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Hackers Are Using Unpatched NAS Devices To Mine Bitcoin

By March 22, 2021May 11th, 2022Cybersecurity

In late 2020, QNAP discovered a pair of critical security vulnerabilities that would allow hackers to take remote control over network attached storage devices (NAS). In this particular instance, the hackers chose not to encrypt files and demand payment or cause other mayhem. Instead, they made slaves of the devices and put them to work mining Bitcoin on their behalf, quietly creating little profit centers for themselves, scattered all over the web.

The company patched the vulnerabilities before the end of 2020, but according to industry statistics, there are still millions of unpatched NAS devices out there. In fact, security researchers at 360 Netlab found evidence of cryptomining software on unpatched QNAP devices as late as March 3 of this year (2021).

If you have a QNAP and you’ve been noticing degraded or disappointing performance of late, it pays to check to see when you last updated your firmware. As an added security measure, change the passwords for all accounts on the device as well.

In fact, while you’re conducting your review, if you spot an account associated with the device that you do not recognize, remove it, If you haven’t done so already, set up an access control list for the device by going to the Control Panel, clicking on “Security” and then establishing security levels as appropriate.

360 Netlab did an exhaustive search and discovered just over four million NAS devices that had yet to be patched and were thus vulnerable to this kind of attack. It pays to make sure that you don’t own one of the remaining vulnerable ones. If you do, it’s not really a question of if you will be attacked and your drive put to work in the service of others, but when. Download the latest firmware and install today if you haven’t done so already.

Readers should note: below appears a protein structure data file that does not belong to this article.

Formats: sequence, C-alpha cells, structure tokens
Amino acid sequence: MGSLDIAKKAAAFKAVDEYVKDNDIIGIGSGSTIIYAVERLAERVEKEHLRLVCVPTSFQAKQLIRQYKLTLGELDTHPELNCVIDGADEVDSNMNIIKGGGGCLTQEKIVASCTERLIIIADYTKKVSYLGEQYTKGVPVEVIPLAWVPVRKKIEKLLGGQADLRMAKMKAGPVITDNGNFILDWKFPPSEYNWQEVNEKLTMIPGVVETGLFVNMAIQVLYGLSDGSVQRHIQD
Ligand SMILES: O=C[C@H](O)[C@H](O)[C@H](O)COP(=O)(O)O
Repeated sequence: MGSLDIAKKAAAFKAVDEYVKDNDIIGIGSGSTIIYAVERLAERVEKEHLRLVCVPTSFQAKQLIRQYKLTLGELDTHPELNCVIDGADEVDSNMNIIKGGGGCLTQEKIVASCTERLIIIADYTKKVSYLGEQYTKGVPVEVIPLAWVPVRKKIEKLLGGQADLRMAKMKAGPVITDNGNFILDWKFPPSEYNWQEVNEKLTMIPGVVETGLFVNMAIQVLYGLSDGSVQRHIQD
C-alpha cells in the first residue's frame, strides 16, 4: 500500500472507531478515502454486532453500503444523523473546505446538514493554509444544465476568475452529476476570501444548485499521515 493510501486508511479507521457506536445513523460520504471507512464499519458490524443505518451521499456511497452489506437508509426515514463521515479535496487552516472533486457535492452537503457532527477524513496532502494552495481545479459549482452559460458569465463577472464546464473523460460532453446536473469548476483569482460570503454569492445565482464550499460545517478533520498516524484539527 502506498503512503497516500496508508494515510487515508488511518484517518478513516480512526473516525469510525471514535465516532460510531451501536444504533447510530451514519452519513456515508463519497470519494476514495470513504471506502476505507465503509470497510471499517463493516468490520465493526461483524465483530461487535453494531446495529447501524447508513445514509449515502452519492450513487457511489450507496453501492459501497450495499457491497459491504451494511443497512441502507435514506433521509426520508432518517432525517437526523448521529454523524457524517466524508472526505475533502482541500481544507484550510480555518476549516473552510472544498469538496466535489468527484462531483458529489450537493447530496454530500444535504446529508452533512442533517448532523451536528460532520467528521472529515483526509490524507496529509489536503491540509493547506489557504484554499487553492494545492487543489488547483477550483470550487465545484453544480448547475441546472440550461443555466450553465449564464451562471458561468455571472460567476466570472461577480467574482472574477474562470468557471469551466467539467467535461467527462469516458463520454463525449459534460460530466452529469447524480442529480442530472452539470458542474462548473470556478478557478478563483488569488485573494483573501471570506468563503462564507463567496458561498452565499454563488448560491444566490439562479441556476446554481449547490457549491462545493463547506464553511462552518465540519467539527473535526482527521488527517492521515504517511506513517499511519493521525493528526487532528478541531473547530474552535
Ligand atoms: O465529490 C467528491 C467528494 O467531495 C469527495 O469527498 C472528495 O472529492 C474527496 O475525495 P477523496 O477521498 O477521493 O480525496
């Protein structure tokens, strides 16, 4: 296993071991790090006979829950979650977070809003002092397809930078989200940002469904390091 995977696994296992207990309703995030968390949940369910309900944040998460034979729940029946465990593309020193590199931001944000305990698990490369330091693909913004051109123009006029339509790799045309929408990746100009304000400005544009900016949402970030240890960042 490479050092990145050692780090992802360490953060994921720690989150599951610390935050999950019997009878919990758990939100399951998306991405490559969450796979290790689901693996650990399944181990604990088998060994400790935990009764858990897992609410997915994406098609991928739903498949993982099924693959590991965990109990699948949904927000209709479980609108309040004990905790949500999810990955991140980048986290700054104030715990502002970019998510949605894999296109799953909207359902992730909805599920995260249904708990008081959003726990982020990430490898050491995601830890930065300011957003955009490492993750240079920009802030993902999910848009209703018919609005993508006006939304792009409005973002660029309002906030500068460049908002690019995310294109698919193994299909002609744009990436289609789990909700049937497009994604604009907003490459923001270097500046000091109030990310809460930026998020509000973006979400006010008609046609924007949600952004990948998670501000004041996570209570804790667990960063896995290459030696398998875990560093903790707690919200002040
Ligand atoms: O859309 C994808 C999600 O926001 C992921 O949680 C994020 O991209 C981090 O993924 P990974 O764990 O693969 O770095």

Jason Manteiga

Jason J. Manteiga, Vice President of Olmec Systems, has been part of the company for over the past 20 years. He believes that having a great work environment and supportive team, is the ultimate key to success. Since being in the IT realm for over 25 years, Jason, along with Olmec Systems, has been on the Inc. 5000 “List of America’s Fastest Growing Private Companies” and Channel Futures MSP 501 “Top Managed Service Providers in North America,” along with other awards and nominations. Jason earned his Bachelor Degree in Information Systems from the New Jersey Institute of Technology. He also holds certifications in Microsoft MCSE, VMWare VCP, and Cisco CCNA. In his spare time, Jason is a contributor for The Center for Social & Legal Research (Privacy Exchange) and a member of the Morris County Chamber of Commerce. His hobbies include cycling and kayaking. He currently lives in New Jersey with his wife, two daughters and son.